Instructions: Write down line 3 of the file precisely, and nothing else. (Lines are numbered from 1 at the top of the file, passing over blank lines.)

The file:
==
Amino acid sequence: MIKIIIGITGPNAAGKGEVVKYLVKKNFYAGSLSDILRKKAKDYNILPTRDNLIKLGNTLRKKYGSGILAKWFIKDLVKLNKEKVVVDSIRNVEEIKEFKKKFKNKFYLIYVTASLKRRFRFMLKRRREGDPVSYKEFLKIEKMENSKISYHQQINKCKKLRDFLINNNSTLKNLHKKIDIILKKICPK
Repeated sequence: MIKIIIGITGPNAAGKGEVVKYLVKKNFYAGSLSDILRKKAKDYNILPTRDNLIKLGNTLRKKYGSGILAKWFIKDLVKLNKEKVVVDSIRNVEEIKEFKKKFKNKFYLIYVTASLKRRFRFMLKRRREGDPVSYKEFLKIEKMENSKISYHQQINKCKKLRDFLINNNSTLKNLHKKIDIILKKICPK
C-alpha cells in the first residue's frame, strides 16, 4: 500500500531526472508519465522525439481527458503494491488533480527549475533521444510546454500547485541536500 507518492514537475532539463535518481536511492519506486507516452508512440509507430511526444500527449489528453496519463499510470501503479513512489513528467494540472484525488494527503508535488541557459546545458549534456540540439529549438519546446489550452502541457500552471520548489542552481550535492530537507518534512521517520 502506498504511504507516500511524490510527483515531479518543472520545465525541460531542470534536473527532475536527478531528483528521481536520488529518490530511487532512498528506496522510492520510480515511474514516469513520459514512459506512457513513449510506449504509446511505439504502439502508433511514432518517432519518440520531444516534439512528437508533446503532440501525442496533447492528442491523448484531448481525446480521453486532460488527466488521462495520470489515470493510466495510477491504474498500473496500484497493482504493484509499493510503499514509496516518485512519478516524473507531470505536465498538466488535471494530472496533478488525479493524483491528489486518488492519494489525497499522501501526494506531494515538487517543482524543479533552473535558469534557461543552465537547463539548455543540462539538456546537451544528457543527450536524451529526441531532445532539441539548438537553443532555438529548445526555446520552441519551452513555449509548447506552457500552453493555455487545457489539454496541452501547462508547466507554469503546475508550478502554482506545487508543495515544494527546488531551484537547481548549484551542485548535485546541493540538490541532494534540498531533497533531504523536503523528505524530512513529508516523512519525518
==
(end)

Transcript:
C-alpha cells in the first residue's frame, strides 16, 4: 500500500531526472508519465522525439481527458503494491488533480527549475533521444510546454500547485541536500 507518492514537475532539463535518481536511492519506486507516452508512440509507430511526444500527449489528453496519463499510470501503479513512489513528467494540472484525488494527503508535488541557459546545458549534456540540439529549438519546446489550452502541457500552471520548489542552481550535492530537507518534512521517520 502506498504511504507516500511524490510527483515531479518543472520545465525541460531542470534536473527532475536527478531528483528521481536520488529518490530511487532512498528506496522510492520510480515511474514516469513520459514512459506512457513513449510506449504509446511505439504502439502508433511514432518517432519518440520531444516534439512528437508533446503532440501525442496533447492528442491523448484531448481525446480521453486532460488527466488521462495520470489515470493510466495510477491504474498500473496500484497493482504493484509499493510503499514509496516518485512519478516524473507531470505536465498538466488535471494530472496533478488525479493524483491528489486518488492519494489525497499522501501526494506531494515538487517543482524543479533552473535558469534557461543552465537547463539548455543540462539538456546537451544528457543527450536524451529526441531532445532539441539548438537553443532555438529548445526555446520552441519551452513555449509548447506552457500552453493555455487545457489539454496541452501547462508547466507554469503546475508550478502554482506545487508543495515544494527546488531551484537547481548549484551542485548535485546541493540538490541532494534540498531533497533531504523536503523528505524530512513529508516523512519525518